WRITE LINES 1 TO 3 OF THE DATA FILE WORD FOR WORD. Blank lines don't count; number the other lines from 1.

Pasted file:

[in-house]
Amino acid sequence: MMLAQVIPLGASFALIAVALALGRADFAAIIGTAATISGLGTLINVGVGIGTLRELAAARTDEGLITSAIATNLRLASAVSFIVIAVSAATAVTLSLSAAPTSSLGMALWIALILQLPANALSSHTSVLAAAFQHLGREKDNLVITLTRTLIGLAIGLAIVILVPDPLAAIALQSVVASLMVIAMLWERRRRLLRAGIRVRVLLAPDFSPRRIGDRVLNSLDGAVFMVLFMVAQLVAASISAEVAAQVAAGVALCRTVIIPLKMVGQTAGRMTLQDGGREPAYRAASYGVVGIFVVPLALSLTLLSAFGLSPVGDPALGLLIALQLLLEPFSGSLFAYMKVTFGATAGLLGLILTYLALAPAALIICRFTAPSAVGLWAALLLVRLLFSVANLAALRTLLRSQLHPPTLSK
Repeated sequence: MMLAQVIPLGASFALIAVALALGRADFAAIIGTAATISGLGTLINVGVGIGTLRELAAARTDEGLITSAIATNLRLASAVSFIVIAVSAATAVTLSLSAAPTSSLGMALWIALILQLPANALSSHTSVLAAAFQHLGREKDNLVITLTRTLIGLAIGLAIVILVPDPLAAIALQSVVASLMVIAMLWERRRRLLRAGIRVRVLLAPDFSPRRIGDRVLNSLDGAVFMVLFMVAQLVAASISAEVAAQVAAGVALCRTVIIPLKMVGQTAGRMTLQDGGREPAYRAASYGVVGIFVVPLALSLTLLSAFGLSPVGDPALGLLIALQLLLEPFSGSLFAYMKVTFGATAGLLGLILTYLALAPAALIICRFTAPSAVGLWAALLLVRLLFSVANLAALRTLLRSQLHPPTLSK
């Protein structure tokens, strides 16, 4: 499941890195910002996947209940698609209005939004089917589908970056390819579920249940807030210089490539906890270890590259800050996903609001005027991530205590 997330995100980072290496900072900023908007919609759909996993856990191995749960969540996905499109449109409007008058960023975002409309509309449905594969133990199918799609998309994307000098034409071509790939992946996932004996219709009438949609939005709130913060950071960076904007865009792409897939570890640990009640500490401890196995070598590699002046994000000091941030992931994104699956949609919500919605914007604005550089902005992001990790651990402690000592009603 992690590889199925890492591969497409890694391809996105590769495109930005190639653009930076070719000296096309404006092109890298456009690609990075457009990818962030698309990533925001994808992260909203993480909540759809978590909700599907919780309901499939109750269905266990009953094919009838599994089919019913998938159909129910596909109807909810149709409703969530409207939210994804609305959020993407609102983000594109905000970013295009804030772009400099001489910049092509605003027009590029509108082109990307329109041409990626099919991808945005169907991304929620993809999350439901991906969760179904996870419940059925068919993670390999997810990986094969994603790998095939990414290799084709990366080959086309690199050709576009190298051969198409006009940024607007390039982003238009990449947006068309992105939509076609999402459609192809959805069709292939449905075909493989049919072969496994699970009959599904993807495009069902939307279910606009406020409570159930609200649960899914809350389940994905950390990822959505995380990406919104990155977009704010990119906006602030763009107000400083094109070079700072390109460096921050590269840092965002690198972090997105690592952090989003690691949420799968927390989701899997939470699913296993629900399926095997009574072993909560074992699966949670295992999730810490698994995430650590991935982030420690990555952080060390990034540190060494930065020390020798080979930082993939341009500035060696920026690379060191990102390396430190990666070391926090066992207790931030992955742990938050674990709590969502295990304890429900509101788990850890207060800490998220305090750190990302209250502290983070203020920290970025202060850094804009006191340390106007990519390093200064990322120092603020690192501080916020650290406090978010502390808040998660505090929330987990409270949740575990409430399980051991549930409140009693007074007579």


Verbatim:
[in-house]
Amino acid sequence: MMLAQVIPLGASFALIAVALALGRADFAAIIGTAATISGLGTLINVGVGIGTLRELAAARTDEGLITSAIATNLRLASAVSFIVIAVSAATAVTLSLSAAPTSSLGMALWIALILQLPANALSSHTSVLAAAFQHLGREKDNLVITLTRTLIGLAIGLAIVILVPDPLAAIALQSVVASLMVIAMLWERRRRLLRAGIRVRVLLAPDFSPRRIGDRVLNSLDGAVFMVLFMVAQLVAASISAEVAAQVAAGVALCRTVIIPLKMVGQTAGRMTLQDGGREPAYRAASYGVVGIFVVPLALSLTLLSAFGLSPVGDPALGLLIALQLLLEPFSGSLFAYMKVTFGATAGLLGLILTYLALAPAALIICRFTAPSAVGLWAALLLVRLLFSVANLAALRTLLRSQLHPPTLSK
Repeated sequence: MMLAQVIPLGASFALIAVALALGRADFAAIIGTAATISGLGTLINVGVGIGTLRELAAARTDEGLITSAIATNLRLASAVSFIVIAVSAATAVTLSLSAAPTSSLGMALWIALILQLPANALSSHTSVLAAAFQHLGREKDNLVITLTRTLIGLAIGLAIVILVPDPLAAIALQSVVASLMVIAMLWERRRRLLRAGIRVRVLLAPDFSPRRIGDRVLNSLDGAVFMVLFMVAQLVAASISAEVAAQVAAGVALCRTVIIPLKMVGQTAGRMTLQDGGREPAYRAASYGVVGIFVVPLALSLTLLSAFGLSPVGDPALGLLIALQLLLEPFSGSLFAYMKVTFGATAGLLGLILTYLALAPAALIICRFTAPSAVGLWAALLLVRLLFSVANLAALRTLLRSQLHPPTLSK